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Deutsche Bank Posts Disappointing 3rd-Quarter Results

Troubled German banking giant Deutsche Bank AG (NYSE:DB) reported third-quarter earnings on Wednesday, and the results were not pretty.

Shares of Deutsche are down more than 7% as of writing, and it's not difficult to see why. The bank posted a $924 million loss for the quarter, with the majority of the bleeding coming from the restructuring costs and fixed-income trading. Investors had been well aware that this year would be a painful one, with planned annual restructuring costs of $7.4 billion and 18,000 job cuts, but it appears expectations were not low enough.

Falling revenues

Revenue fell 15% to $5.9 billion, missing analyst expectations of $6.2 billion. In an unusual turn of events, Deutsche's "bad bank," which was set up to take some of its worst-performing assets off the books, recorded negative revenue for the quarter. Management chalked up these disappointing results to a challenging interest rate environment and global economic instability, but this did not distract investors from the fact that the company has badly lagged its peers in a number of categories. In particular, its fixed-income trading unit, one of the largest and most important divisions in the bank, showed a 13% decrease in revenue.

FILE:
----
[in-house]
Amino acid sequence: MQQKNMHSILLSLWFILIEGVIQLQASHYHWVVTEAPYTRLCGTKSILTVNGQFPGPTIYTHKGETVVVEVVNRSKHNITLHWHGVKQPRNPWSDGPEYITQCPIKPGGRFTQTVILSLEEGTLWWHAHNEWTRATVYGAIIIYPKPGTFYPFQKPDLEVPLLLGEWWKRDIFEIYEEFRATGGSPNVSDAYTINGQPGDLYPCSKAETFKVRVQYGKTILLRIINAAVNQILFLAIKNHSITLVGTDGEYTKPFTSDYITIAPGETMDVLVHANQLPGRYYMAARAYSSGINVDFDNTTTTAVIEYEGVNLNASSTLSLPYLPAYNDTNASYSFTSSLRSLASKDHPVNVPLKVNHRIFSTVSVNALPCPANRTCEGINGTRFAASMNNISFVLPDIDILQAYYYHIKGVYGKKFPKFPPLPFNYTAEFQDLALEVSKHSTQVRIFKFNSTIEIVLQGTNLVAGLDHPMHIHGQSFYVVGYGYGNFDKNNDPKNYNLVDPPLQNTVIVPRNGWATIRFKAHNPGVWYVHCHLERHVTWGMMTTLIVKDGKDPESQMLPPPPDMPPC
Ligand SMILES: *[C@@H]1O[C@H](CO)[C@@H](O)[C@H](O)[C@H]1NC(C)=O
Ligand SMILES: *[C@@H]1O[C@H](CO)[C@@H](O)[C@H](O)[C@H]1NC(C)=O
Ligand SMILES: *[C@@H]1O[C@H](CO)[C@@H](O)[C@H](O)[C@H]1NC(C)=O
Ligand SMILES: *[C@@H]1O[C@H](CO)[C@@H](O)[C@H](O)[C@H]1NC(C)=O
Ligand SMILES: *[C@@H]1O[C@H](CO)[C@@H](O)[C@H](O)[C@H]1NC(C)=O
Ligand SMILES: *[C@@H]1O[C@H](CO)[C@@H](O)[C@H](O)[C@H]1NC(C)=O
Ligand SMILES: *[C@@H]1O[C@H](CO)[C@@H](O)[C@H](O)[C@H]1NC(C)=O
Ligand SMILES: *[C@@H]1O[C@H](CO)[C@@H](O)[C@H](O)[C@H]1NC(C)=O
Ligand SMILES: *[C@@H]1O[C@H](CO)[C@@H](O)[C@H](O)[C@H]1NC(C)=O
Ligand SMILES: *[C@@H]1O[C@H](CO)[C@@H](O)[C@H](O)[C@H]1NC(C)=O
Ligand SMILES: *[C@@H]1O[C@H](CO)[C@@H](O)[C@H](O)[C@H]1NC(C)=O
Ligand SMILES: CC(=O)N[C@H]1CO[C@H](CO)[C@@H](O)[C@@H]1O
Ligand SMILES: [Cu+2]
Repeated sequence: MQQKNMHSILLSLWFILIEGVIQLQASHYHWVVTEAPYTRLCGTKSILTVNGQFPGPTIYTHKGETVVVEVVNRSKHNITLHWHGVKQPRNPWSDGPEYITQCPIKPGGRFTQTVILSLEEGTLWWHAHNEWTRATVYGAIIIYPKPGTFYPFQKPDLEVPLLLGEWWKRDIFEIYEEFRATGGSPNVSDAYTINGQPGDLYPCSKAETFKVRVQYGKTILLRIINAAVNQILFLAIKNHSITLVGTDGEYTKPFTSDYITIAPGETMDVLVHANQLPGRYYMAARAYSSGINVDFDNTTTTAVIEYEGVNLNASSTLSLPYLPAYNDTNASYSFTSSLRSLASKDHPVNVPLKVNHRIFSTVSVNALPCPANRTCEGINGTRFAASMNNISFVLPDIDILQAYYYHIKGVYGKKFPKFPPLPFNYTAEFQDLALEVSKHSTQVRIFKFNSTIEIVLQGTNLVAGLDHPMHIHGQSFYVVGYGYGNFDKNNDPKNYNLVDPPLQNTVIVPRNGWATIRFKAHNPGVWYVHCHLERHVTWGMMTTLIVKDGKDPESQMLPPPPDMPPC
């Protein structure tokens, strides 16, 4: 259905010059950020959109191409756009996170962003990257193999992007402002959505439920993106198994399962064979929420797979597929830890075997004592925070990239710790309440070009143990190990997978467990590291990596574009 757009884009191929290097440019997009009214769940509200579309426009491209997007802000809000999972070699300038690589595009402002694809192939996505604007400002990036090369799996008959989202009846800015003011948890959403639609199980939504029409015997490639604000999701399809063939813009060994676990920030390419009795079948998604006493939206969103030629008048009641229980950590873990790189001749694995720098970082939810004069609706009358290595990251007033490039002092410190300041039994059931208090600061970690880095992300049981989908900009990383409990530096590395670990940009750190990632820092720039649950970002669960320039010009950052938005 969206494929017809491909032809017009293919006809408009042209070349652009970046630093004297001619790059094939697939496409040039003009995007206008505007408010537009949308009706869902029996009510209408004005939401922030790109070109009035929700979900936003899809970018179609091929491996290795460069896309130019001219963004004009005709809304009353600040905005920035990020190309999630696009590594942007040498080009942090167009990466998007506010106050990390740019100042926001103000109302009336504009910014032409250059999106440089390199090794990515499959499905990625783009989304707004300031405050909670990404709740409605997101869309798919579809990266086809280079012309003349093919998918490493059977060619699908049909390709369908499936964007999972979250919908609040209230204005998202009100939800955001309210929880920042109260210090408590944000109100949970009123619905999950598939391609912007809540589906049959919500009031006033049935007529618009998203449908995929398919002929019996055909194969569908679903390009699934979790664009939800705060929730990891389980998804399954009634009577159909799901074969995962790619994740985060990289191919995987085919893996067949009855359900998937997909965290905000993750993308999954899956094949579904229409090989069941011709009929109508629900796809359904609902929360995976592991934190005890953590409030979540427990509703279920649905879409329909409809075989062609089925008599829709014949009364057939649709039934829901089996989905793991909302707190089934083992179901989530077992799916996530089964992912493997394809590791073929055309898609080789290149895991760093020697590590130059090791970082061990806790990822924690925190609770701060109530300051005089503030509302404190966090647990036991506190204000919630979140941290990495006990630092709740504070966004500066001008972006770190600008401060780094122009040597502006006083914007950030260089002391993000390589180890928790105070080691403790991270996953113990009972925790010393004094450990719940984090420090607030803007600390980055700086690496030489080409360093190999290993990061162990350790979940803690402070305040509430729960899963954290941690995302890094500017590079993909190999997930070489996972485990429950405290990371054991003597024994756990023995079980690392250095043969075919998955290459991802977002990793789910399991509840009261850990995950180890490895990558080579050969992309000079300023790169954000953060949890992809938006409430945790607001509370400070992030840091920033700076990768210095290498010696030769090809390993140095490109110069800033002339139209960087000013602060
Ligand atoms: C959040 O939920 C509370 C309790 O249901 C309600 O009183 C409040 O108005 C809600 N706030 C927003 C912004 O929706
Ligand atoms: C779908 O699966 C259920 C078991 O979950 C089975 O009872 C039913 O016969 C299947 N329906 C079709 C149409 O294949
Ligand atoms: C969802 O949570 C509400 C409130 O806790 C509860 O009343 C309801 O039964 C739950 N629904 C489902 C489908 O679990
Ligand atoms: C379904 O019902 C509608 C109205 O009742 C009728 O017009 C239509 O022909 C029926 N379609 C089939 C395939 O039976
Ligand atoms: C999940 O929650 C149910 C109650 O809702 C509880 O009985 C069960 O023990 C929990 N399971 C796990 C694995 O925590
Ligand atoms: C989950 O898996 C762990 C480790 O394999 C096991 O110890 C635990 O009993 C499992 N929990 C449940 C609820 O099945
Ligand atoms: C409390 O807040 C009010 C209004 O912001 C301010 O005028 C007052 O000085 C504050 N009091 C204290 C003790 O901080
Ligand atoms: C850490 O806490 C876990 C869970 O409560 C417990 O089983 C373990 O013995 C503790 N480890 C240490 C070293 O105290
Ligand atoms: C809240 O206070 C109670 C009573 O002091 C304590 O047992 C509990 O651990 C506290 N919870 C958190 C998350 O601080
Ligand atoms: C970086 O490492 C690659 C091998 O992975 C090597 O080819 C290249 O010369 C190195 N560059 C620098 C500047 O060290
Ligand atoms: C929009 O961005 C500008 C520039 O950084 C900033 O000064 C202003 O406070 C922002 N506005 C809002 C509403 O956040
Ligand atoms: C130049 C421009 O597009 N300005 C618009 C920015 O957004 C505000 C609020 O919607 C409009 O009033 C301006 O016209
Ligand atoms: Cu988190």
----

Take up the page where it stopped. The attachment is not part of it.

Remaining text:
As a whole, Deutsche's peers have reported an 11% increase in revenue this quarter, which underscores how poorly the bank has performed as of late. When it comes to fixed-income trading, which has historically been a cash cow for investment banks, rivals like Morgan Stanley (NYSE:MS), Barclays and JPMorgan Chase (NYSE:JPM) all recorded revenue increases in the double digits for their bond trading divisions.

CEO Christian Sewing, who has taken on the unenviable job of reviving the ailing bank, maintained that these results demonstrate Deutsche is ahead of schedule in on all metrics when it comes to restructuring, including "balance sheet reduction, cost reductions and franchise stability." The big target for 2020 is to breakeven on the year.


Over the last several years, Deutsche has gone from bad to worse. At every point in this saga, I have seen articles suggesting that now might be the time to buy the dip on this European behemoth. I assume that today will be no different.

As Sewing and Co. grapple with the difficult task of unwinding Deutsche's enormous derivatives book and dealing with its bad assets, it is fair to question whether there will be more bad news to come. As Warren Buffett (Trades, Portfolio) is fond of saying, "There is never just one cockroach in the kitchen." Additionally, even if Deutsche manages to stop the bleeding, there is no guarantee it will be able to quickly reclaim the position it once held amongst its Wall Street peers. The road ahead is long, and I see no reason to get involved with the stock at this point in time. For this reason I will be giving it a wide berth.

Disclosure: The author owns no stocks mentioned.

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This article first appeared on GuruFocus.